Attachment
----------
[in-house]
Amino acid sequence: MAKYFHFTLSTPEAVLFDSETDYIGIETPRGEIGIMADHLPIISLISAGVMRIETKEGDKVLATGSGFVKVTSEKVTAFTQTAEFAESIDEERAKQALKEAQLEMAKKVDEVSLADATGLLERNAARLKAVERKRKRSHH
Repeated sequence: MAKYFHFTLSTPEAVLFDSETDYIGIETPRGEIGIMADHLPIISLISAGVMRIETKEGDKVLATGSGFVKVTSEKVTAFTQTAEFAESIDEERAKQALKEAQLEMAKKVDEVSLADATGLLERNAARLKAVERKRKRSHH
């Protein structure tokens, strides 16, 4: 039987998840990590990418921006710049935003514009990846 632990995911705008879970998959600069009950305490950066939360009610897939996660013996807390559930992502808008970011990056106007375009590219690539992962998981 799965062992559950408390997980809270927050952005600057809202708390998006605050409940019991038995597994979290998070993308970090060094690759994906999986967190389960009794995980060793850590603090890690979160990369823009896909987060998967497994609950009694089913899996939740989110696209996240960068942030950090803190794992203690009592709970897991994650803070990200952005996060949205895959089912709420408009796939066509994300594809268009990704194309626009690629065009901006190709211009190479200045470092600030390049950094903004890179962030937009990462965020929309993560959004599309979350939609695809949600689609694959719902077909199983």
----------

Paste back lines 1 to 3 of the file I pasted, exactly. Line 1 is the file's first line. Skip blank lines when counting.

[in-house]
Amino acid sequence: MAKYFHFTLSTPEAVLFDSETDYIGIETPRGEIGIMADHLPIISLISAGVMRIETKEGDKVLATGSGFVKVTSEKVTAFTQTAEFAESIDEERAKQALKEAQLEMAKKVDEVSLADATGLLERNAARLKAVERKRKRSHH
Repeated sequence: MAKYFHFTLSTPEAVLFDSETDYIGIETPRGEIGIMADHLPIISLISAGVMRIETKEGDKVLATGSGFVKVTSEKVTAFTQTAEFAESIDEERAKQALKEAQLEMAKKVDEVSLADATGLLERNAARLKAVERKRKRSHH